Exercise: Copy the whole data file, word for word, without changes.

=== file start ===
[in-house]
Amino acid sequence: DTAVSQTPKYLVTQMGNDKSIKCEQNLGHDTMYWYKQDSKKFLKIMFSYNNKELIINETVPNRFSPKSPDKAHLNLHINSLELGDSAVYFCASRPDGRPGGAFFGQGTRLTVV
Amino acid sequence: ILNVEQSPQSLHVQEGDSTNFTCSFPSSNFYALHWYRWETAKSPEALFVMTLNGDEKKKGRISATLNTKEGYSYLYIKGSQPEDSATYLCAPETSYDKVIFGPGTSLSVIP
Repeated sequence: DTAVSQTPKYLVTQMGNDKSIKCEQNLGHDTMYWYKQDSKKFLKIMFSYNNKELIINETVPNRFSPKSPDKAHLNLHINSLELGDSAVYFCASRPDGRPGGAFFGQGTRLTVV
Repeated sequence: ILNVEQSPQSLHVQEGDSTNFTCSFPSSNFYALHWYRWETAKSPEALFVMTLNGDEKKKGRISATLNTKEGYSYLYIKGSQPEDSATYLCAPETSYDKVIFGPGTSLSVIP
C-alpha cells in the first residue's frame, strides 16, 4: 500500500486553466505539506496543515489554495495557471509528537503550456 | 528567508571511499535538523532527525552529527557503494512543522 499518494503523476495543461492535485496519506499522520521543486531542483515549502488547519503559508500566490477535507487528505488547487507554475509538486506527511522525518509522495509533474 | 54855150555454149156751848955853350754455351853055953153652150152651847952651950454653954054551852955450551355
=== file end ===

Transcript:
[in-house]
Amino acid sequence: DTAVSQTPKYLVTQMGNDKSIKCEQNLGHDTMYWYKQDSKKFLKIMFSYNNKELIINETVPNRFSPKSPDKAHLNLHINSLELGDSAVYFCASRPDGRPGGAFFGQGTRLTVV
Amino acid sequence: ILNVEQSPQSLHVQEGDSTNFTCSFPSSNFYALHWYRWETAKSPEALFVMTLNGDEKKKGRISATLNTKEGYSYLYIKGSQPEDSATYLCAPETSYDKVIFGPGTSLSVIP
Repeated sequence: DTAVSQTPKYLVTQMGNDKSIKCEQNLGHDTMYWYKQDSKKFLKIMFSYNNKELIINETVPNRFSPKSPDKAHLNLHINSLELGDSAVYFCASRPDGRPGGAFFGQGTRLTVV
Repeated sequence: ILNVEQSPQSLHVQEGDSTNFTCSFPSSNFYALHWYRWETAKSPEALFVMTLNGDEKKKGRISATLNTKEGYSYLYIKGSQPEDSATYLCAPETSYDKVIFGPGTSLSVIP
C-alpha cells in the first residue's frame, strides 16, 4: 500500500486553466505539506496543515489554495495557471509528537503550456 | 528567508571511499535538523532527525552529527557503494512543522 499518494503523476495543461492535485496519506499522520521543486531542483515549502488547519503559508500566490477535507487528505488547487507554475509538486506527511522525518509522495509533474 | 54855150555454149156751848955853350754455351853055953153652150152651847952651950454653954054551852955450551355